Description: A unique number assigned to each defendant in a case which cannot be modified by the court
Format: A3

Description: A unique number assigned to each defendant in a case which can be modified by the court
Format: A3

Description: A sequential number indicating whether a case is an original proceeding or a reopen
Format: N5

Description: Case type associated with the current defendant record
Format: A2

Description: Case type associated with a magistrate case if the current case was merged from a magistrate case
Format: A2

Description: A concatenation of district, office, docket number, case type, defendant number, and reopen sequence number
Format: A18

Description: A concatenation of district, office, docket number, case type, and reopen sequence number
Format: A15

Description: The docket number originally given to a case assigned to a magistrate judge and subsequently merged into a criminal case
Format: A7

Description: A unique number assigned to each defendant in a magistrate case
Format: A3

Description: The status of the defendant as assigned by the AOUSC
Format: A2

Description: A code indicating the fugitive status of a defendant
Format: A1

Description: The date upon which a defendant became a fugitive
Format: YYYYMMDD

Description: The date upon which a fugitive defendant was taken into custody
Format: YYYYMMDD

Description: The date when a case was first docketed in the district court
Format: YYYYMMDD

Description: The date upon which proceedings in a case commenced on charges pending in the district court where the defendant appeared, or the date of the defendant’s felony-waiver of indictment
Format: YYYYMMDD

Description: A code used to identify the nature of the proceeding
Format: N2

Description: The date when a defendant first appeared before a judicial officer in the district court where a charge was pending
Format: YYYYMMDD

Description: A code indicating the event by which a defendant appeared before a judicial officer in the district court where a charge was pending
Format: A2

Description: A code indicating the type of legal counsel assigned to a defendant
Format: N2

Description: The title and section of the U.S. Code applicable to the offense committed which carried the highest severity
Format: A20

Description: A code indicating the level of offense associated with FTITLE1
Format: N2

Description: The four digit AO offense code associated with FTITLE1
Format: A4

Description: The four digit D2 offense code associated with FTITLE1
Format: A4

Description: A code indicating the severity associated with FTITLE1
Format: A3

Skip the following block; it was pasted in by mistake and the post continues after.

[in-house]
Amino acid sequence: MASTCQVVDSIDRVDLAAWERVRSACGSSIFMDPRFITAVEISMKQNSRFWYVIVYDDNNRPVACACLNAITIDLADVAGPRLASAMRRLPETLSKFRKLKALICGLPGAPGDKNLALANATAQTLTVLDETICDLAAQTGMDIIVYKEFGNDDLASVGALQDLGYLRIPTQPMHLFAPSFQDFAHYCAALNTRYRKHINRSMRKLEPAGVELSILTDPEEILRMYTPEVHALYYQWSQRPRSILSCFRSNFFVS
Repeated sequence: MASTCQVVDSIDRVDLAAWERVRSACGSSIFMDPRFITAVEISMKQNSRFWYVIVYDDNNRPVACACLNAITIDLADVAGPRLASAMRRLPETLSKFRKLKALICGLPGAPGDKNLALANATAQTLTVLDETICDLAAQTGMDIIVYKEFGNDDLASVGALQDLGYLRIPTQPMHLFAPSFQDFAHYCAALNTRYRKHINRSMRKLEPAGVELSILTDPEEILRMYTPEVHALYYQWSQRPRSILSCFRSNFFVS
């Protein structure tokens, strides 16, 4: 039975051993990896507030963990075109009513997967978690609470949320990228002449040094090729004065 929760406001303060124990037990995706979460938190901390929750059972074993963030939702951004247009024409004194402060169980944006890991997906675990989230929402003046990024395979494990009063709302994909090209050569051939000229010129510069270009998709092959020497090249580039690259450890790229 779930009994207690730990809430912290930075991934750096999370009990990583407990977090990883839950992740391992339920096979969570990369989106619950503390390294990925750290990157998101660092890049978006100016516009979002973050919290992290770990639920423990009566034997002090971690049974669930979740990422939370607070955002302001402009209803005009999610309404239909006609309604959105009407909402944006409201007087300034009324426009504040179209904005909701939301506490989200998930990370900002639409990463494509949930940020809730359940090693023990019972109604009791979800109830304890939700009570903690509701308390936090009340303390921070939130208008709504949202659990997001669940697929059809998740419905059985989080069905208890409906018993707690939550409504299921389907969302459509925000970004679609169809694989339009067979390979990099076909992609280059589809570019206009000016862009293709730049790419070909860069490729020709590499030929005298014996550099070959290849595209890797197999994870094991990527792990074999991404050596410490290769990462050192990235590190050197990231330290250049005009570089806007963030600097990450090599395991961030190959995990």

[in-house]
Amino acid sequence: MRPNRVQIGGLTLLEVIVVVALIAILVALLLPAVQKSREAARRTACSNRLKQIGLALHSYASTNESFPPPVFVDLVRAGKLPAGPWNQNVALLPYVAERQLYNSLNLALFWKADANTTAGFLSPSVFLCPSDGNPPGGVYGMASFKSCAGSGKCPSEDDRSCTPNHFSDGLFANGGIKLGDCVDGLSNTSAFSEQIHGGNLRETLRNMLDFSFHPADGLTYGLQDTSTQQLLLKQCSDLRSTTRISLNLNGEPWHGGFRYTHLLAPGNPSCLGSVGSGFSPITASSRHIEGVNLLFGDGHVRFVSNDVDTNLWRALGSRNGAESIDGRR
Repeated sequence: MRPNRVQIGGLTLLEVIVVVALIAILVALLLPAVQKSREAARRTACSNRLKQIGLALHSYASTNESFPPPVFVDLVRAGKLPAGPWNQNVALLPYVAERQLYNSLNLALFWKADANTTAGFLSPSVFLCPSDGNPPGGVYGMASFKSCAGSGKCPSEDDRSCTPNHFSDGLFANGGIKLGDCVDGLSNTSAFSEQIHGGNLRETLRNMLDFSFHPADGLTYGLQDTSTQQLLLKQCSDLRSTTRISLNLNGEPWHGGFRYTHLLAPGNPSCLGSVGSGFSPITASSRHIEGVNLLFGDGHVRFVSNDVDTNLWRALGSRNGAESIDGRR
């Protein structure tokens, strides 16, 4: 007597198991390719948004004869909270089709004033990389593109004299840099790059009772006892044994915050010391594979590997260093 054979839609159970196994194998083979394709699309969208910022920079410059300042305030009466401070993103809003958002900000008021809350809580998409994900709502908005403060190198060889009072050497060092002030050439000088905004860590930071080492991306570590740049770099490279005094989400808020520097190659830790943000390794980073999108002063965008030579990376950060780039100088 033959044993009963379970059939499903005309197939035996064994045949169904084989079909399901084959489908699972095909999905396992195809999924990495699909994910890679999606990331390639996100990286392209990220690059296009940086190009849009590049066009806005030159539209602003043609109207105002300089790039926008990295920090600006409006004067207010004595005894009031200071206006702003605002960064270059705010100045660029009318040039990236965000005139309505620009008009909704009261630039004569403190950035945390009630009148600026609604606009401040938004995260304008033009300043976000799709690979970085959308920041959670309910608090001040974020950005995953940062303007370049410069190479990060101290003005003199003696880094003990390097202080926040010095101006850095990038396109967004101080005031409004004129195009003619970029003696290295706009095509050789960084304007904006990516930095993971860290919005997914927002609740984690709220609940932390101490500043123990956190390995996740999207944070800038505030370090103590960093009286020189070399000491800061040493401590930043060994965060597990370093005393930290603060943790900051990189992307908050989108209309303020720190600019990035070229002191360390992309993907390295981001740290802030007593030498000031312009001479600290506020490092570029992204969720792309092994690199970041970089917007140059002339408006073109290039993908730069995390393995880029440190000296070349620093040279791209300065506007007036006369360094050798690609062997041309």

Description: The FIPS code used to indicate the county or parish where an offense was committed
Format: A5

Description: The date of the last action taken on the record
Format: YYYYMMDD

Description: The date upon which judicial proceedings before the court concluded
Format: YYYYMMDD

Description: The date upon which the final sentence is recorded on the docket
Format: YYYYMMDD

Description: The date upon which the case was closed
Format: YYYYMMDD

Description: The total fine imposed at sentencing for all offenses of which the defendant was convicted and a fine was imposed
Format: N8

Description: A count of defendants filed including inter-district transfers
Format: N1

Description: A count of defendants filed excluding inter-district transfers
Format: N1

Description: A count of original proceedings commenced
Format: N1

Description: A count of defendants filed whose proceedings commenced by reopen, remand, appeal, or retrial
Format: N1

Description: A count of defendants terminated including interdistrict transfers
Format: N1

Description: A count of defendants terminated excluding interdistrict transfers
Format: N1

Description: A count of original proceedings terminated
Format: N1

Description: A count of defendants terminated whose proceedings commenced by reopen, remand, appeal, or retrial
Format: N1

Description: A count of defendants pending as of the last day of the period including long term fugitives
Format: N1

Description: A count of defendants pending as of the last day of the period excluding long term fugitives
Format: N1

Description: The source from which the data were loaded into the AOUSC’s NewSTATS database
Format: A10

Description: A sequential number indicating the iteration of the defendant record
Format: N2

Description: The date the record was loaded into the AOUSC’s NewSTATS database
Format: YYYYMMDD

Description: Statistical year ID label on data file obtained from the AOUSC which represents termination year
Format: YYYY

Data imported from FJC Integrated Database
F U C K I N G P E D O S R E E E E E E E E E E E E E E E E E E E E